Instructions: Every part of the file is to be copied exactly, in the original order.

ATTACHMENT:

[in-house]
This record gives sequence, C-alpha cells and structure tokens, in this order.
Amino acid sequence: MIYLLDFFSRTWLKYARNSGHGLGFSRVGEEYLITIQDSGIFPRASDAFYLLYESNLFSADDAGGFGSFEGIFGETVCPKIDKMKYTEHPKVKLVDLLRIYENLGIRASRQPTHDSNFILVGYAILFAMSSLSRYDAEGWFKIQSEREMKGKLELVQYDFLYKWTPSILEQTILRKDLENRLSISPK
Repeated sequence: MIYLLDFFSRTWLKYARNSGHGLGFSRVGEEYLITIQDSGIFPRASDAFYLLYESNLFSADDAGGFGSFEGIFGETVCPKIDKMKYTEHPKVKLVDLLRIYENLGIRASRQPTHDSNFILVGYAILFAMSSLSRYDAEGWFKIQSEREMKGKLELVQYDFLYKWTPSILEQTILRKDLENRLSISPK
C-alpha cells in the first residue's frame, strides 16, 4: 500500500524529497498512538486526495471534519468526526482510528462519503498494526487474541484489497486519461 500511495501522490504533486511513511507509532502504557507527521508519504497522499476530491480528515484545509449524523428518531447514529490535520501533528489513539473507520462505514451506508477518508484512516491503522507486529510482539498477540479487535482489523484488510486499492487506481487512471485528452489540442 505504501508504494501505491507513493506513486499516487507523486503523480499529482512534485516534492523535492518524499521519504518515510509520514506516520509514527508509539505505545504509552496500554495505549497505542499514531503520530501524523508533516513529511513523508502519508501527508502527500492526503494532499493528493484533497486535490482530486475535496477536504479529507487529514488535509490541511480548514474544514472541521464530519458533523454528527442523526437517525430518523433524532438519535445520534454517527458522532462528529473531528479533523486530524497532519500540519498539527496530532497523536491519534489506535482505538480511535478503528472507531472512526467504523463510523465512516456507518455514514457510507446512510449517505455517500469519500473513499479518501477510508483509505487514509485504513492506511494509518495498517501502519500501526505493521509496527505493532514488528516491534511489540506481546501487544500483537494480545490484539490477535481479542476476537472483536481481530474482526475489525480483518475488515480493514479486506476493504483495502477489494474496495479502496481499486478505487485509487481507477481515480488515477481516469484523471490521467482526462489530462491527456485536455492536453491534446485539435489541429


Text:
[in-house]
This record gives sequence, C-alpha cells and structure tokens, in this order.
Amino acid sequence: MIYLLDFFSRTWLKYARNSGHGLGFSRVGEEYLITIQDSGIFPRASDAFYLLYESNLFSADDAGGFGSFEGIFGETVCPKIDKMKYTEHPKVKLVDLLRIYENLGIRASRQPTHDSNFILVGYAILFAMSSLSRYDAEGWFKIQSEREMKGKLELVQYDFLYKWTPSILEQTILRKDLENRLSISPK
Repeated sequence: MIYLLDFFSRTWLKYARNSGHGLGFSRVGEEYLITIQDSGIFPRASDAFYLLYESNLFSADDAGGFGSFEGIFGETVCPKIDKMKYTEHPKVKLVDLLRIYENLGIRASRQPTHDSNFILVGYAILFAMSSLSRYDAEGWFKIQSEREMKGKLELVQYDFLYKWTPSILEQTILRKDLENRLSISPK
C-alpha cells in the first residue's frame, strides 16, 4: 500500500524529497498512538486526495471534519468526526482510528462519503498494526487474541484489497486519461 500511495501522490504533486511513511507509532502504557507527521508519504497522499476530491480528515484545509449524523428518531447514529490535520501533528489513539473507520462505514451506508477518508484512516491503522507486529510482539498477540479487535482489523484488510486499492487506481487512471485528452489540442 505504501508504494501505491507513493506513486499516487507523486503523480499529482512534485516534492523535492518524499521519504518515510509520514506516520509514527508509539505505545504509552496500554495505549497505542499514531503520530501524523508533516513529511513523508502519508501527508502527500492526503494532499493528493484533497486535490482530486475535496477536504479529507487529514488535509490541511480548514474544514472541521464530519458533523454528527442523526437517525430518523433524532438519535445520534454517527458522532462528529473531528479533523486530524497532519500540519498539527496530532497523536491519534489506535482505538480511535478503528472507531472512526467504523463510523465512516456507518455514514457510507446512510449517505455517500469519500473513499479518501477510508483509505487514509485504513492506511494509518495498517501502519500501526505493521509496527505493532514488528516491534511489540506481546501487544500483537494480545490484539490477535481479542476476537472483536481481530474482526475489525480483518475488515480493514479486506476493504483495502477489494474496495479502496481499486478505487485509487481507477481515480488515477481516469484523471490521467482526462489530462491527456485536455492536453491534446485539435489541429